A class 6,000 miles away

16th March 2007 at 00:00
Third and fourth year pupils at a Shetland high school are deepening their own understanding of biology and helping others by teaching it to classes in South Africa

ONCE A school has learnt to shrink distances, the actual size no longer matters. Large continents can be crossed as easily as small countries. So third and fourth year pupils at Anderson High in Shetland have been designing lessons for their fellow pupils, not in the school down the road - because there isn't one - but 6,000 miles away in South Africa.

The global classroom was born at Britain's most remote secondary from a fertile union of isolation and imagination, long before the internet age, when inter-national links were forged through letters and phone calls.

Nowadays, emails, online forums and videoconferences are preferred, and pupils of all ages are actively involved.

Calum Leask in S4 recalls his surprise when he found this distance learning project "a lot of fun", even though he and his colleagues were doing most of the work in their own time. "It was good to try to pass on your own knowledge. It made it so much easier to learn. We all enjoyed it and that spurred us on to do well."

Anderson High's links with schools around the world now include educational establishments on five continents. Focus and funding has recently come from its Schools of Ambition programme, with its objective of unlocking new ways to "live locally and learn globally".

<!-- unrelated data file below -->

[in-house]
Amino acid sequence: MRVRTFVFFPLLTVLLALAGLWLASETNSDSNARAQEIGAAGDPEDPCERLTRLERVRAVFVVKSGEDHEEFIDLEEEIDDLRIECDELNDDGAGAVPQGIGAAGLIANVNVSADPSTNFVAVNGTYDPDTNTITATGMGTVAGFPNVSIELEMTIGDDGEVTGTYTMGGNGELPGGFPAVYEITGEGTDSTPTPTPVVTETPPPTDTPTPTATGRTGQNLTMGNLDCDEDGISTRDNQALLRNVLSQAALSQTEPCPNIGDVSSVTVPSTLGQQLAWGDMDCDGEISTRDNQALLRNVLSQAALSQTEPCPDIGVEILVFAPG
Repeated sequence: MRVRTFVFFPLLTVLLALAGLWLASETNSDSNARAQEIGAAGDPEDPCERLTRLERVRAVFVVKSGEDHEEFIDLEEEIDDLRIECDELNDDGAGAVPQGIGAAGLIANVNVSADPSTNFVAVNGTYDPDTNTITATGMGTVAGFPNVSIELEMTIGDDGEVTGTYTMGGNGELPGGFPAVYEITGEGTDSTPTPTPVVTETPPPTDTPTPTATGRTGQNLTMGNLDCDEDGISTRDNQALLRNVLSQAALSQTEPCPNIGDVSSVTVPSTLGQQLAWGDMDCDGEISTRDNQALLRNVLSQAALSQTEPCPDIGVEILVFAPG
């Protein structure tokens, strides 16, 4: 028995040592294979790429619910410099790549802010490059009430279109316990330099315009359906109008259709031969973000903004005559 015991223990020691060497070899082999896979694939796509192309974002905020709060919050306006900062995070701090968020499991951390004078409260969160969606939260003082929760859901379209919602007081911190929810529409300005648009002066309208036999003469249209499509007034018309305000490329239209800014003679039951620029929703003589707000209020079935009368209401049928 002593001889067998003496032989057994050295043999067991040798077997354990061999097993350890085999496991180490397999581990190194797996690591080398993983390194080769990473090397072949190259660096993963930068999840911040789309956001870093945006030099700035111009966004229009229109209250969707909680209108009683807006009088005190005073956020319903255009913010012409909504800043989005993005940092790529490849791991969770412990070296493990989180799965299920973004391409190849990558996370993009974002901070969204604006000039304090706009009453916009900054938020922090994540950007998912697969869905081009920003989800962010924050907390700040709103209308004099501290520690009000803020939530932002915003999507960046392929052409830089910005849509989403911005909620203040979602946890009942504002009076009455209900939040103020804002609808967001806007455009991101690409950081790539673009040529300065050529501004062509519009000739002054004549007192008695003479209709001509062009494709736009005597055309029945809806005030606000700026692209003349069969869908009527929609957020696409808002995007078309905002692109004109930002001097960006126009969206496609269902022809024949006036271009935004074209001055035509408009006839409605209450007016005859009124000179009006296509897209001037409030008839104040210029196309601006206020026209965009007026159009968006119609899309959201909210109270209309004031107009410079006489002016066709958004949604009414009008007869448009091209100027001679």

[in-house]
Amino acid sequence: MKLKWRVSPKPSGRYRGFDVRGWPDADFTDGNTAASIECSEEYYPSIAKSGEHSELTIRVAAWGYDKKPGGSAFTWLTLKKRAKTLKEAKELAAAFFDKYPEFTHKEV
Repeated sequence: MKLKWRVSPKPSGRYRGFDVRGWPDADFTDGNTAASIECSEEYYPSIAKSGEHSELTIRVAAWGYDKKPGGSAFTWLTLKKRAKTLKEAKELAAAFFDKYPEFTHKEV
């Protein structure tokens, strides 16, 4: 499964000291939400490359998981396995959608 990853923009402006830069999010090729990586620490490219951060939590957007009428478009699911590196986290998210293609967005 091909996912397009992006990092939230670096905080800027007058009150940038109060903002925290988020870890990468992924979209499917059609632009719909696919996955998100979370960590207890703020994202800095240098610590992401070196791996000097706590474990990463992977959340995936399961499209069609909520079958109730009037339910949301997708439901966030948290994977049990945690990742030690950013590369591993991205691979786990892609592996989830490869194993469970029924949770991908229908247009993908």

Anderson's partner in this initiative is South Peninsula High, a Cape Town-based school of almost 900 pupils, founded originally for the children of farm labourers. While committed to raising academic standards, the school is not well equipped for science in Scottish terms. "The kids talked about what we were going to do at a videoconference," says Claire Reid, Anderson's head of biology. "One question the South African kids asked was: 'Do you have to buy your own beakers and things and take them to school?'

It really opened our kids' eyes to how privileged they are."

The aim of the project was to prepare demonstrations using equipment at Anderson to show to pupils at South Peninsula. Two topics were chosen by the pupils - photosynthesis and the heart - and allocated to third and fourth year classes respectively.

The pupils in each class worked on preparing PowerPoint presentations, delivered initially through a videoconference and subsequently by email, explains Caroline Simpson, the third year biology teacher. "These had video clips of the different experiments, shots of them explaining to camera what they were doing and why, then showing the results and discussing them. They were delivering a lesson, with them as the teachers.

"They formed groups and decided who would do the experiments, present and narrate, shoot the video, write the script, prepare experiments and edit the films."

The benefits will be felt at South Peninsula when the lessons are delivered, but Anderson High is seeing them already.

"I've got a class that works well together," says Ms Simpson. "Since they've been trying to teach the subject, they have a better understanding of what it is I'm trying to do with them.

"I'm looking forward to teaching these kids the rest of the course."

* www.globalclassroom.cz http:en.wikipedia.orgwikiGlobal_Classroom

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